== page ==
Digital (Prensky, 2001). DGBL is the consequence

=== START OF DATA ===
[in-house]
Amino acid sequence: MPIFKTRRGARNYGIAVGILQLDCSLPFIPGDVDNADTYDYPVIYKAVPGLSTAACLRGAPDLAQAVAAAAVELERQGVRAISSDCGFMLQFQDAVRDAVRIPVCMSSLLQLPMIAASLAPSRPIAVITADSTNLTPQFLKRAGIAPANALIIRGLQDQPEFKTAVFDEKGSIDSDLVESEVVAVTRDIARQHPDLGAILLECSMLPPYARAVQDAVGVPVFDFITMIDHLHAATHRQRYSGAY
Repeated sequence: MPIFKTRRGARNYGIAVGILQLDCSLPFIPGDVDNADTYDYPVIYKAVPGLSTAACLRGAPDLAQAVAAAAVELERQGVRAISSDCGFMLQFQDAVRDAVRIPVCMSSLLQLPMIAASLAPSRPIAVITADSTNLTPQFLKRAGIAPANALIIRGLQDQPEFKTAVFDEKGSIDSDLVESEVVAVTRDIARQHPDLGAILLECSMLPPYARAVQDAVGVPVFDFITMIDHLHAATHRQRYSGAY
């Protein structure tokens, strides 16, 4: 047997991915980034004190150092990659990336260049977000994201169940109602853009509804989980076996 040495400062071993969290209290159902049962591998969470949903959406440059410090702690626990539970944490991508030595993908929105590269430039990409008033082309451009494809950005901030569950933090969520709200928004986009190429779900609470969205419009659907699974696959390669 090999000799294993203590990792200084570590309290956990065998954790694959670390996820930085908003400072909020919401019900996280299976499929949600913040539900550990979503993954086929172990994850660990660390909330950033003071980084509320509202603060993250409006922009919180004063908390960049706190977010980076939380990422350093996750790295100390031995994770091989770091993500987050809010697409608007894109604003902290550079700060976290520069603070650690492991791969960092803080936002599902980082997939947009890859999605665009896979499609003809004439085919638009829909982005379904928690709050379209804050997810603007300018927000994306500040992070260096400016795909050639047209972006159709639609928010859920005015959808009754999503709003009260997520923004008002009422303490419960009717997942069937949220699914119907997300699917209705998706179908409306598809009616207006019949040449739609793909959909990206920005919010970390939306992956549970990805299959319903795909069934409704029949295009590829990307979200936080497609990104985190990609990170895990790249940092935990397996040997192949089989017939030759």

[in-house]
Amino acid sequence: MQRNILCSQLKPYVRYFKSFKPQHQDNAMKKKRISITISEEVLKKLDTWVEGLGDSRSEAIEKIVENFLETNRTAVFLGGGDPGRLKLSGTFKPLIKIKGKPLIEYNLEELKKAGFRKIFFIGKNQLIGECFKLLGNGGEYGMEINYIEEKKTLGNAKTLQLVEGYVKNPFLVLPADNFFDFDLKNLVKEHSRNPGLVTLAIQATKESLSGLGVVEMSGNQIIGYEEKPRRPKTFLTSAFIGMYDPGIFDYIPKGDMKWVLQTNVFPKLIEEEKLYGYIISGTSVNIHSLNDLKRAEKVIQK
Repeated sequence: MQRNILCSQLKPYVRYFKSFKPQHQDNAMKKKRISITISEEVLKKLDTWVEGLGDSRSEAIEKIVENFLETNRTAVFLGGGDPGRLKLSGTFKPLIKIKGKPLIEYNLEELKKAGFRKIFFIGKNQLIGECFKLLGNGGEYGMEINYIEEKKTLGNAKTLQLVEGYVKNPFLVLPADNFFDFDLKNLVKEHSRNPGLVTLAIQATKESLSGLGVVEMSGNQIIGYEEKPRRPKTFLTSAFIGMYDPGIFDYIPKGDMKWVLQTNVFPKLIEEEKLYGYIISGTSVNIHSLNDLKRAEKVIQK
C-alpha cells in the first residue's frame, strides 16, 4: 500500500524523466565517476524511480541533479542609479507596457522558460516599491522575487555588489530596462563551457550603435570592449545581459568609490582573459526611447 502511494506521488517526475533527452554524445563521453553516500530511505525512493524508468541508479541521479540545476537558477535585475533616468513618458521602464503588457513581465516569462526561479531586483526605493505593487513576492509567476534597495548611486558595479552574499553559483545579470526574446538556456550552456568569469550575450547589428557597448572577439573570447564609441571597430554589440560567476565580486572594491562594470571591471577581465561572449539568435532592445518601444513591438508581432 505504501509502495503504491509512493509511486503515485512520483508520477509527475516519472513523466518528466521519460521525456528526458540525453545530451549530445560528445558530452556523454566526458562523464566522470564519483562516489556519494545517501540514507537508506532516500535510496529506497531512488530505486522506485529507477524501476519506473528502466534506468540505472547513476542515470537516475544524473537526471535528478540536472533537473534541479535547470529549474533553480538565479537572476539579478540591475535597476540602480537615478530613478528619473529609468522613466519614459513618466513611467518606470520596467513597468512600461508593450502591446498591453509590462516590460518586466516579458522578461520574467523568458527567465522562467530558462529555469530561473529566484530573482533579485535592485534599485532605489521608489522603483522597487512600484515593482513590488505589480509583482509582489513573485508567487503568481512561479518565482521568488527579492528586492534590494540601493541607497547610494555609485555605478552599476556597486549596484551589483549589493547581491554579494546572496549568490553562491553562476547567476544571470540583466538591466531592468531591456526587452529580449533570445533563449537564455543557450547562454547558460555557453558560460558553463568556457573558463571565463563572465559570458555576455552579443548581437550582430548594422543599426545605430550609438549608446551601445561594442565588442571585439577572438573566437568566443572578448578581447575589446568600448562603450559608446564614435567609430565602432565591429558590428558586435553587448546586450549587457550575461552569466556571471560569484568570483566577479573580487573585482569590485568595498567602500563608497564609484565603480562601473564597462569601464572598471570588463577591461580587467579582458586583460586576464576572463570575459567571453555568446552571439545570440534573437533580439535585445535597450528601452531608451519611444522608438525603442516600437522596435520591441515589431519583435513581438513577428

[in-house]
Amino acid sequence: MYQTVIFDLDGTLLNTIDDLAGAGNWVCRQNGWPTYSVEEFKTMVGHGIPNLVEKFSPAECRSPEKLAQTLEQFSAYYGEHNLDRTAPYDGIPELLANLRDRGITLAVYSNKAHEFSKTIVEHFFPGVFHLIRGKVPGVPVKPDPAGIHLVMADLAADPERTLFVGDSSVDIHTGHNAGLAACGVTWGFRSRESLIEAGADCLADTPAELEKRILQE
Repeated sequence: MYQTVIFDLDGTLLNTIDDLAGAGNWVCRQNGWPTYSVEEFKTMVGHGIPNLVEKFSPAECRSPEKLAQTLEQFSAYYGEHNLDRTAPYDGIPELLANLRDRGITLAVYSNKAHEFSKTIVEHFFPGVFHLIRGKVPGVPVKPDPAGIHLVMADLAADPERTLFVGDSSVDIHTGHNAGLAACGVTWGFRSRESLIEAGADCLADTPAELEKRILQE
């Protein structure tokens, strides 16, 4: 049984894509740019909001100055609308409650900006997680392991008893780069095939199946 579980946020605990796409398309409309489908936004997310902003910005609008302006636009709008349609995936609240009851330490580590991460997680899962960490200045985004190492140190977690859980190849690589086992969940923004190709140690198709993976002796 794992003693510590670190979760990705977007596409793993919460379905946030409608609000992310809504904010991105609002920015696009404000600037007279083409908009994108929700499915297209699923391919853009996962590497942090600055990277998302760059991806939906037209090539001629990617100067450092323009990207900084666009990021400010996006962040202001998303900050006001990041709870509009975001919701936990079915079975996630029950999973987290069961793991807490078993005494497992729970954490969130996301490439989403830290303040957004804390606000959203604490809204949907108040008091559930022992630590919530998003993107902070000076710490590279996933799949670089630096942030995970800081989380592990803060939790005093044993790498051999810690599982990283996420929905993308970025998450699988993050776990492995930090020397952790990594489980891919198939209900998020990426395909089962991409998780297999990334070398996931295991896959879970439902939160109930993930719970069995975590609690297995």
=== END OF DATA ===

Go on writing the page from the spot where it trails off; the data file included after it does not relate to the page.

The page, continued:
Digital game-based learning (DGBL) refers to the usage of the entertaining power of digital games to serve an educationalpurpose (Prensky, 2001). DGBL is the consequence of a balance between learning and gaming elements (Nussbaum & Beserra,2014). DGBL contains two important elements: fun/entertainment and an educational component (Bellotti, Kapralos, Lee, Moreno-Ger, & Berta, 2013). Two types of games can be distinguished in DGBL: special purpose games which have been developed with an educational purpose and Commercial-Off-The-Shelf games that have been developed for entertainment purposes, but that are beingdeployed in an educational context. Note, however, that this does not mean that special-purpose DGBL games cannot be commercially available (Stewart et al., 2013). Based on the projected primary learning outcomes, three types of special-purpose games can be distinguished. They aim to achieve knowledge transfer (cognitive learning outcomes), skill acquisition (skill-based learning outcomes), and/or attitudinal/ behavioral change (affective learning outcomes) (Stewart et al., 2013). Games that are developed with the primaryaim of achieving knowledge transfer are typically implemented in education, in order to teach math (Castellar, All, de Marez, & Van Looy, 2015) or language (Yip & Kwan, 2006), for example. Digital games that primarily aim to support skill acquisition are generally used for training, for example in a corporate or military context. For instance, several studies have examined the impact of playing games to develop managerial skills (Corsi et al., 2006; Kretschmann, 2012). Games that are developed to achieve attitudinal change are sometimes used by governments and NGOs to raise awareness about a certain topic, such as poverty (Neys, Van Looy, De Grove, & Jansz, 2012). Games with a behavioral change intention are typically found in the health sector. For example, some games promote healthy food and physical activity to children (Baranowski, Buday, Thompson, &Baranowski, 2008). While DGBL can primarily aim to achieve a certain type of learning outcome, this does not exclude secondary learning outcomes (Kraiger, Ford, & Salas, 1993). For instance, a game that primarily aims to teach children English (cognitive learning outcomes) can also result in a more positive attitude towards learning English or English as a subject (affective learning outcomes).

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